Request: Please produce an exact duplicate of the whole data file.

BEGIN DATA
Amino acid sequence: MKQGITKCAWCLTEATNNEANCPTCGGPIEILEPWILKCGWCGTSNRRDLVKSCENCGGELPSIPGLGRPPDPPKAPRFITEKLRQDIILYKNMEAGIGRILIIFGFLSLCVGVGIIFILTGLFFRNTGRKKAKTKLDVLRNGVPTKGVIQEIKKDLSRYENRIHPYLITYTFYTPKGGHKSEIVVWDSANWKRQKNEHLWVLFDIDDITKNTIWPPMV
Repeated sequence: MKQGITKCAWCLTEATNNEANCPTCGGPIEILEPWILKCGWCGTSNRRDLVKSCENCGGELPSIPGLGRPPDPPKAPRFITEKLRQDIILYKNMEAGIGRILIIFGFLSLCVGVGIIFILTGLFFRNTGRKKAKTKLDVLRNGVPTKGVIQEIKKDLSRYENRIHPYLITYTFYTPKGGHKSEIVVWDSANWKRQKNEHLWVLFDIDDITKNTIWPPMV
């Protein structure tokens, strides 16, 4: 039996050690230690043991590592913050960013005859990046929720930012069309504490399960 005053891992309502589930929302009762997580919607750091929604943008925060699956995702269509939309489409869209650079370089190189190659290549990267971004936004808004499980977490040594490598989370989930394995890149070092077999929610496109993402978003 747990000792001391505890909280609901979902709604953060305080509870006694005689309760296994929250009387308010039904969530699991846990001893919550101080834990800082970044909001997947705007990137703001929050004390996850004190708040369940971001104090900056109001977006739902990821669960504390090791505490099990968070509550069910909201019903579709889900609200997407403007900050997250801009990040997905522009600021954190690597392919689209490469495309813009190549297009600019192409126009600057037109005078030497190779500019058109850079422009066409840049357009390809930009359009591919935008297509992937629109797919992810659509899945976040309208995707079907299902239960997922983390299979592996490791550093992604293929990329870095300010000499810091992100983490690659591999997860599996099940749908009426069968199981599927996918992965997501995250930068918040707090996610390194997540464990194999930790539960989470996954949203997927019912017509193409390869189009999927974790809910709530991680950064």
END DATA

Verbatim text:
Amino acid sequence: MKQGITKCAWCLTEATNNEANCPTCGGPIEILEPWILKCGWCGTSNRRDLVKSCENCGGELPSIPGLGRPPDPPKAPRFITEKLRQDIILYKNMEAGIGRILIIFGFLSLCVGVGIIFILTGLFFRNTGRKKAKTKLDVLRNGVPTKGVIQEIKKDLSRYENRIHPYLITYTFYTPKGGHKSEIVVWDSANWKRQKNEHLWVLFDIDDITKNTIWPPMV
Repeated sequence: MKQGITKCAWCLTEATNNEANCPTCGGPIEILEPWILKCGWCGTSNRRDLVKSCENCGGELPSIPGLGRPPDPPKAPRFITEKLRQDIILYKNMEAGIGRILIIFGFLSLCVGVGIIFILTGLFFRNTGRKKAKTKLDVLRNGVPTKGVIQEIKKDLSRYENRIHPYLITYTFYTPKGGHKSEIVVWDSANWKRQKNEHLWVLFDIDDITKNTIWPPMV
């Protein structure tokens, strides 16, 4: 039996050690230690043991590592913050960013005859990046929720930012069309504490399960 005053891992309502589930929302009762997580919607750091929604943008925060699956995702269509939309489409869209650079370089190189190659290549990267971004936004808004499980977490040594490598989370989930394995890149070092077999929610496109993402978003 747990000792001391505890909280609901979902709604953060305080509870006694005689309760296994929250009387308010039904969530699991846990001893919550101080834990800082970044909001997947705007990137703001929050004390996850004190708040369940971001104090900056109001977006739902990821669960504390090791505490099990968070509550069910909201019903579709889900609200997407403007900050997250801009990040997905522009600021954190690597392919689209490469495309813009190549297009600019192409126009600057037109005078030497190779500019058109850079422009066409840049357009390809930009359009591919935008297509992937629109797919992810659509899945976040309208995707079907299902239960997922983390299979592996490791550093992604293929990329870095300010000499810091992100983490690659591999997860599996099940749908009426069968199981599927996918992965997501995250930068918040707090996610390194997540464990194999930790539960989470996954949203997927019912017509193409390869189009999927974790809910709530991680950064």